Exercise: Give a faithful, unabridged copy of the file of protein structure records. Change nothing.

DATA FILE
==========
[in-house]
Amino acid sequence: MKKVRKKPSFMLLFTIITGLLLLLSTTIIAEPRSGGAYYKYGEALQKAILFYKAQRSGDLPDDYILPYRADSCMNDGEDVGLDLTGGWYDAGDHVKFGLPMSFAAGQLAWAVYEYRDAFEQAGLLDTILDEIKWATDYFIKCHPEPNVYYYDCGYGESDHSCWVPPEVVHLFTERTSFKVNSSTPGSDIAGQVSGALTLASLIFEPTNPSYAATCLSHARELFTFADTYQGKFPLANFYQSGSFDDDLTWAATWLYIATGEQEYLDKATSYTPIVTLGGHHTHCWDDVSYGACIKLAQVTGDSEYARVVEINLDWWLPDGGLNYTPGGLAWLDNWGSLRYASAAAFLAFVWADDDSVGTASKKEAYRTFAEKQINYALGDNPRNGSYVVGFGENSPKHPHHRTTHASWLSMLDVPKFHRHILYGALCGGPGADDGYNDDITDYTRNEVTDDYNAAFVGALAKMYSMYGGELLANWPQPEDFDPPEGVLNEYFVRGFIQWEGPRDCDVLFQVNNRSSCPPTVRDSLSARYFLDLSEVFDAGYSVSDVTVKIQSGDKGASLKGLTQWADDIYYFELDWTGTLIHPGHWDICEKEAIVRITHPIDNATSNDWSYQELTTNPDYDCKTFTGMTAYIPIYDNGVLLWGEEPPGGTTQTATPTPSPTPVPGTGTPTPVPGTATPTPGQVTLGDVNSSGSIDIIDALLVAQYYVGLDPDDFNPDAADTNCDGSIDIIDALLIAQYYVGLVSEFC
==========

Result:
[in-house]
Amino acid sequence: MKKVRKKPSFMLLFTIITGLLLLLSTTIIAEPRSGGAYYKYGEALQKAILFYKAQRSGDLPDDYILPYRADSCMNDGEDVGLDLTGGWYDAGDHVKFGLPMSFAAGQLAWAVYEYRDAFEQAGLLDTILDEIKWATDYFIKCHPEPNVYYYDCGYGESDHSCWVPPEVVHLFTERTSFKVNSSTPGSDIAGQVSGALTLASLIFEPTNPSYAATCLSHARELFTFADTYQGKFPLANFYQSGSFDDDLTWAATWLYIATGEQEYLDKATSYTPIVTLGGHHTHCWDDVSYGACIKLAQVTGDSEYARVVEINLDWWLPDGGLNYTPGGLAWLDNWGSLRYASAAAFLAFVWADDDSVGTASKKEAYRTFAEKQINYALGDNPRNGSYVVGFGENSPKHPHHRTTHASWLSMLDVPKFHRHILYGALCGGPGADDGYNDDITDYTRNEVTDDYNAAFVGALAKMYSMYGGELLANWPQPEDFDPPEGVLNEYFVRGFIQWEGPRDCDVLFQVNNRSSCPPTVRDSLSARYFLDLSEVFDAGYSVSDVTVKIQSGDKGASLKGLTQWADDIYYFELDWTGTLIHPGHWDICEKEAIVRITHPIDNATSNDWSYQELTTNPDYDCKTFTGMTAYIPIYDNGVLLWGEEPPGGTTQTATPTPSPTPVPGTGTPTPVPGTATPTPGQVTLGDVNSSGSIDIIDALLVAQYYVGLDPDDFNPDAADTNCDGSIDIIDALLIAQYYVGLVSEFC